8.   Reliability of data – Facebook provides metrics throughout the prospectus that it generates from its internal records, such as daily active users, monthly active users, and mobile users. Facebook added several disclosures, including reinforced disclosures in the “Industry Data” section and a new standalone risk factor, regarding how its internally generated numbers may be unreliable or inaccurate, such as if users have duplicate accounts or if Facebook’s mobile apps that automatically ping its servers are doing so for inactive users.


9.   User Metric Trends – Facebook’s original MD&A began with a discussion of user trends. In the amendment, there are several changes to make this discussion more specific and connected to financial performance.  Facebook now:

  • Adds disclosure regarding year-over-year changes in user metrics, the drivers of those changes, and how the change may impact revenues.
  • Adds disclosure regarding growth of mobile users, given that mobile users historically generate no ad revenue, although there are new efforts underway to change this. Also discussed that increased mobile growth may tend to slow PC user growth, which may slow revenues.
  • Breaks down increases in user penetration rates by geographic region.

10.  Monetization by Geography – Facebook added new discussion of trends in monetization by geographic region.

11.  Factors Affecting Performance – Facebook added several factors affecting growth, including user growth, increases in mobile users (unproven ad revenue in this space), and how to make ads more valuable.

12.  Share-based compensation – The original S-1 had a lengthy discussion of share-based compensation. A well known and sensitive disclosure topic in an IPO, perhaps it is no surprise to see several changes here:

  • Placement of Discussion: Within MD&A, this was advanced forward in location to the Factors Affecting Performance section (it had been slightly later in Components of Expense). 
  • Valuation methodology: Previously disclosing the use of several valuation methods to determine fair value of awards, Facebook has now added the percentage weighting assigned to each method and an explanation of why that percentage was assigned. 
  • Chronological break down of award value: The previous quarterly presentation of award values for 2011 has now been further broken down by month, including methodology disclosures for such months.

13.  Quantification in MD&A – Facebook added disclosures to quantify when multiple factors contribute to a period-over-period change. For example, it added new disclosure in cost of revenues discussions that quantifies the effect of depreciation, rent, and processing fees.

14.  Deferred revenues and deposits – Facebook added disclosure to separate out deferred revenues from deposits, explaining what each represents separately and quantifying them.

Executive Compensation

15.  Peer group/Benchmarking – Facebook presented the revenue range for the peer group it uses, and clarified that it does not employ targets for most aspects of its award decisions.

16.  Use of Discretion – Facebook added in several places that its compensation committee makes “qualitative assessments” based on listed factors, without preset ranges.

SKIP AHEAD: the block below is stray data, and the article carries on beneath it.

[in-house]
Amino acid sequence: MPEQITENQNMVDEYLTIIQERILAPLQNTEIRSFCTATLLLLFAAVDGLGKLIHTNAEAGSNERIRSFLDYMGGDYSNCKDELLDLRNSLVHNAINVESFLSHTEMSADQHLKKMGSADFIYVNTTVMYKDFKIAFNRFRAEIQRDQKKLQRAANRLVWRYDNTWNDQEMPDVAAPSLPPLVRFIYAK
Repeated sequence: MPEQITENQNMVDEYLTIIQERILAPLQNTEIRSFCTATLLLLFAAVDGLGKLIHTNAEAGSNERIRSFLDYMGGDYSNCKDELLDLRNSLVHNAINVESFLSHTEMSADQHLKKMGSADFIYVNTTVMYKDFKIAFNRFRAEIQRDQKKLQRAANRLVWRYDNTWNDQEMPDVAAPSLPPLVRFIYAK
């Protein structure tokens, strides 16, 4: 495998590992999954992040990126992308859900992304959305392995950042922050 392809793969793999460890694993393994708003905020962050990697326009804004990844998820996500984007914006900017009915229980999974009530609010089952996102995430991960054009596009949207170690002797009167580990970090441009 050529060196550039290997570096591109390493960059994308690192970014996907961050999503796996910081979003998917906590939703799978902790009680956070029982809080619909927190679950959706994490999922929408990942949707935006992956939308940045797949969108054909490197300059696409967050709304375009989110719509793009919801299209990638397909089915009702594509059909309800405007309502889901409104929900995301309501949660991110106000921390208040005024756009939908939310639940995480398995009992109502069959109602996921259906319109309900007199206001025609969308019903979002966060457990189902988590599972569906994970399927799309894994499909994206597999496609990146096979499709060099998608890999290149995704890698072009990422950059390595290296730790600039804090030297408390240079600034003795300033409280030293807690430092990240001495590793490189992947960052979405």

17.  Calculation of NEO cash bonuses – details were added regarding individual cash bonus calculations, including a table setting out awards by person.

Related party transactions

18.  Identifying affiliates – Facebook has named the affiliates involved in the agreements rather than only naming some parties (with an “and other parties” catch-all).

19.  Terms of agreements – Rather than saying certain agreements were on “commercially reasonable terms,” Facebook now specifies agreements that use its online general terms and conditions. If terms were specially negotiated, Facebook added disclosure regarding the negotiation process, such as the non-involvement of potentially conflicted insiders in the negotiation. Facebook also made these changes in related sections (e.g., the Reg Rights Agmt is also discussed in Description of Capital Stock).

Miscellaneous other possible comment areas

20.  Zynga risk factor – in the risk factor regarding Facebook’s reliance on Zynga for revenues, Facebook has added that Zynga has launched games on non-Facebook sites. One wonders if the Staff cross-compared Zynga’s disclosures with Facebook’s and noticed a few minor inconsistencies (or if Facebook is monitoring Zynga’s disclosures).

21.  Identification of industry sources – throughout the prospectus, previously unnamed industry sources have been identified, and related disclosures attributed to those sources have been rephrased in various ways. One presumes the staff has asked Facebook to supplementally provide its backup materials to the staff, keyed to its disclosures.

22.  Specific examples and quantification – In several places, Facebook injected specific examples of a disclosure point. For example, it quantified the number of users using Facebook Payments. As an example of possible IP litigation, Facebook added disclosure that last month Yahoo! sent Facebook a letter alleging that a number of Facebook products infringe the claims of 13 of Yahoo!’s patents.

23.  Beneficial Ownership Table – the footnotes for Goldman and T. Rowe Price regarding who at these entities has voting and dispositive power have been expanded (but do not name specific individuals…).

24.  Privacy risk factor bolstered – this risk factor now discusses hostile/inappropriate users, fake identities, and similar violations of Facebook’s terms of use.

It is difficult to say if all of these changes were in response to SEC comments, but my guess is that a large number of them were. It is also possible that Facebook received other SEC comments for which it is explaining its position to the staff rather than revising its disclosures.  When the next amendment is filed, we can again compare filings and see if we can identify any additional possible issues.